As an archaeologist and historian, I get asked one question more than any others: Why did I choose Barbados? Why did I choose to record funerary monuments in Bajan churches and churchyards? Since launching this site, the question has transformed to: why did MAP choose to launch with pilot data from Barbados?
The simple answer is: it was there. I had the data in front of me, and it was reasonably complete, and I had the permissions that I needed to make it freely accessible.
But the real answer is more important, and (in my opinion) more interesting.
The monuments in Barbados, and what first attracted me to them, is the connection of this place to the rest of the world. It is the case point that exemplifies why digital records and open access genealogy resources are relevant. And it is at the core of why these resources are also of value to historical and archaeological research of the past +400 years.
In many minds today, Barbados is a far off paradise island – a blend of beaches, resort vacations and exoticism. For others, it is home, a place they and their families have lived, some for decades, others for centuries.
In the past, it was also known as a golden sugar island, “Little England”, and the place to make it, or to risk losing it all. It was a place that many people were forcibly relocated to, transformed by the transatlantic slave trade, and later histories of rebellion, abolition and emancipation.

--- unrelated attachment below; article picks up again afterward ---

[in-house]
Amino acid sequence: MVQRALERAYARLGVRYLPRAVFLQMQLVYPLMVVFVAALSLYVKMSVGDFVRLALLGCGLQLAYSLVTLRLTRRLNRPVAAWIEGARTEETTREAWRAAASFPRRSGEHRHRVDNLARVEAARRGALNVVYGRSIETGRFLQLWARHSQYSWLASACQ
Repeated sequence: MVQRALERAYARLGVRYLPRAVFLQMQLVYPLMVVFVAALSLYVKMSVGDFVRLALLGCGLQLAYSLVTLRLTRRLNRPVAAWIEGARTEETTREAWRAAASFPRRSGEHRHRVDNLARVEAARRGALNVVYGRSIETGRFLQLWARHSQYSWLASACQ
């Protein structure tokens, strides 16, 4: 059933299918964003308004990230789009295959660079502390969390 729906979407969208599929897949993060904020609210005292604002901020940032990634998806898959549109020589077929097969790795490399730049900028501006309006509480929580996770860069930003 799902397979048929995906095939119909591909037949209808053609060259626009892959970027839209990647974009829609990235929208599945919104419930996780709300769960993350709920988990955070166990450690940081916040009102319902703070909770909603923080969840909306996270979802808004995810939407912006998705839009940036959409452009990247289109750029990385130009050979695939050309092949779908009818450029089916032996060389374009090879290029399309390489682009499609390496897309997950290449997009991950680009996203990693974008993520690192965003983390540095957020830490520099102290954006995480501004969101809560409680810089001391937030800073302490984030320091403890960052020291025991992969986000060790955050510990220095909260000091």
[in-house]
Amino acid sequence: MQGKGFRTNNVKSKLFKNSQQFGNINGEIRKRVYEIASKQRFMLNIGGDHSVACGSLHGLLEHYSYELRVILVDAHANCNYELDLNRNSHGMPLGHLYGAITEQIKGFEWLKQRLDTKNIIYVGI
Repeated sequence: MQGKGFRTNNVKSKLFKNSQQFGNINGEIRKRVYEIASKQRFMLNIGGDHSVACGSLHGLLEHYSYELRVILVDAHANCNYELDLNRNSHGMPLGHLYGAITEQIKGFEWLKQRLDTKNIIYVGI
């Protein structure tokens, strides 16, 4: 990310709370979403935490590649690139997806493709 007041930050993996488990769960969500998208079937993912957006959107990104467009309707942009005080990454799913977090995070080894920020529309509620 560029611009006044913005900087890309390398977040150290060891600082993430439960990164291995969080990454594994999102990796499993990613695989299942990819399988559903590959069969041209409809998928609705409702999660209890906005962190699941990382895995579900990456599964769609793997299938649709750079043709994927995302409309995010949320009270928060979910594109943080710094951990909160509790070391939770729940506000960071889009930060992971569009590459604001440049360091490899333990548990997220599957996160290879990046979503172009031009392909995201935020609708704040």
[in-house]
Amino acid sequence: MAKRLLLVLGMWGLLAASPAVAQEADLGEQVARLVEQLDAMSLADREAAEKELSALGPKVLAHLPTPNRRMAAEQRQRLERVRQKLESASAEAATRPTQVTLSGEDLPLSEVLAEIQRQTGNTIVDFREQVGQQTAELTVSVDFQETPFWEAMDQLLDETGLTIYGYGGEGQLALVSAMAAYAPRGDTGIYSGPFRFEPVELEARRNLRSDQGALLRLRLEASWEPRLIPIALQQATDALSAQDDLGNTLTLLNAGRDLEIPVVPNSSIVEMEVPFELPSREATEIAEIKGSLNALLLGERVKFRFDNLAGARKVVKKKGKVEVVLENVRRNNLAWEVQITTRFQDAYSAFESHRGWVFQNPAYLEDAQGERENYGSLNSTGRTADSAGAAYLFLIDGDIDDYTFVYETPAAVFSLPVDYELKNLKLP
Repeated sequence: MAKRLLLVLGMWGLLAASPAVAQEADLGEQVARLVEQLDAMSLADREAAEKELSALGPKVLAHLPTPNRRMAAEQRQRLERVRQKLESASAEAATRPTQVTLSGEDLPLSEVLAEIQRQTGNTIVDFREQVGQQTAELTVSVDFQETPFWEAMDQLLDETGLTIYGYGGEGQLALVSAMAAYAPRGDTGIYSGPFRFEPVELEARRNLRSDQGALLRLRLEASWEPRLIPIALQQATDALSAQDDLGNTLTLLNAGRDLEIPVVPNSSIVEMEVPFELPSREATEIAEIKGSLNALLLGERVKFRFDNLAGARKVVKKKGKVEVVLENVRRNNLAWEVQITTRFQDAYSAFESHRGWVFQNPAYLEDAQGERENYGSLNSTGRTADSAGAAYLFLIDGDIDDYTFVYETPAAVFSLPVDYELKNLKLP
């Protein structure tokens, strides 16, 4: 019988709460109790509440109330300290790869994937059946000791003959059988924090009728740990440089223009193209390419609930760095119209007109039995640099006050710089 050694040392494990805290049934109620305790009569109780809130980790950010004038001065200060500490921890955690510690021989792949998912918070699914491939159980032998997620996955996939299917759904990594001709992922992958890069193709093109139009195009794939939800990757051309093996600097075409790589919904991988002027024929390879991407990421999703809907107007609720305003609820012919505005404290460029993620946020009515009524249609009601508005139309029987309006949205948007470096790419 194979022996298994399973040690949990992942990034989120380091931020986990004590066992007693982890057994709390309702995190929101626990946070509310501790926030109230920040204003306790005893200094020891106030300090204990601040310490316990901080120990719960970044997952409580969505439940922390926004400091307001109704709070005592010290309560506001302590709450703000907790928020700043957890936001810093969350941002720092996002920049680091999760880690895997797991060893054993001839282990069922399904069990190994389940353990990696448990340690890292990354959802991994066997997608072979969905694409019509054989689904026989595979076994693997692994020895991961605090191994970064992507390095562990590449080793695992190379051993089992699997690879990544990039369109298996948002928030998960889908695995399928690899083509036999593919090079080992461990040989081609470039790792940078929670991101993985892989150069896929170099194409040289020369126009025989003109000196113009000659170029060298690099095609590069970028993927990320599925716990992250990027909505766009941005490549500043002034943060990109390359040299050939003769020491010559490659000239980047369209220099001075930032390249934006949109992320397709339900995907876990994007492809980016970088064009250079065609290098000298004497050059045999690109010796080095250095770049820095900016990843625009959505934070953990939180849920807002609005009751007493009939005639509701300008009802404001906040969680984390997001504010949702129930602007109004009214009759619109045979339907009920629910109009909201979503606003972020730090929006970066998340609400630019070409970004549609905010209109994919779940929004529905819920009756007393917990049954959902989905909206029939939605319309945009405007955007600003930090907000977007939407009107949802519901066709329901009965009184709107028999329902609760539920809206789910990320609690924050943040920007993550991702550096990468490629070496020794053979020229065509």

Throughout this history, the island was an important destination and its residents created, transformed and moved through the complex networks linking the British Atlantic, and the wider colonial world.
The cemeteries capture the breadth of narratives of British and British-descendant families; individual lives are stories of exploration, conflict, community and memory. Although initially barred from baptism, and therefore burial on consecrated ground, changing laws and social dynamics mean these cemeteries also tell the stories of enslaved Africans and their descendants, who fought for freedom, equality, and social recognition.
Made up of African- and British-Barbadians, and others hailing from all corners of the world, these histories are important to many equally disparate communities today.
Digital genealogical resources have provided the opportunity for people all over the world to trace and retrieve their family histories. MAP is an extra tool in that endeavour.
The experience that highlighted the value of digital, open access monument records took place one of our last days doing fieldwork in Barbados. We had spent the entire day baking in the hot, humid churchyard that surrounds St. Michael’s Cathedral. We had recorded hundreds of monuments, and the end was in sight.
Blinders on, we didn’t notice a couple approaching us. Seemingly out of nowhere, we were asked, “Parlez-vous francais?”
The couple lived in French Guiana, but the gentleman’s ancestors had lived and died in Barbados, and he had been told they were buried in St. Michael’s churchyard. They weren’t sure if there was a monument or not, but if there was one, they were hoping to locate it.
We told them that we hadn’t recorded any monuments so far with the name they mentioned, and then explained the project that we were doing. All in French, which is one of my greatest achievements given the long days we’d spent working in the sun.
I was well aware of the history of diaspora from post-emancipation Barbados. Nevertheless, before that conversation, I had not fully felt the global interest in these records. I had considered archiving my records with the Barbados Museum and Historical Society, and with the Anglican diocese of Barbados, but that wasn’t enough to make it accessible to a truly diverse and global community that traces their history to this beautiful Caribbean island.
So, the short answer to why MAP has launched with records from Barbados is because it was there; the long answer is because it is needed.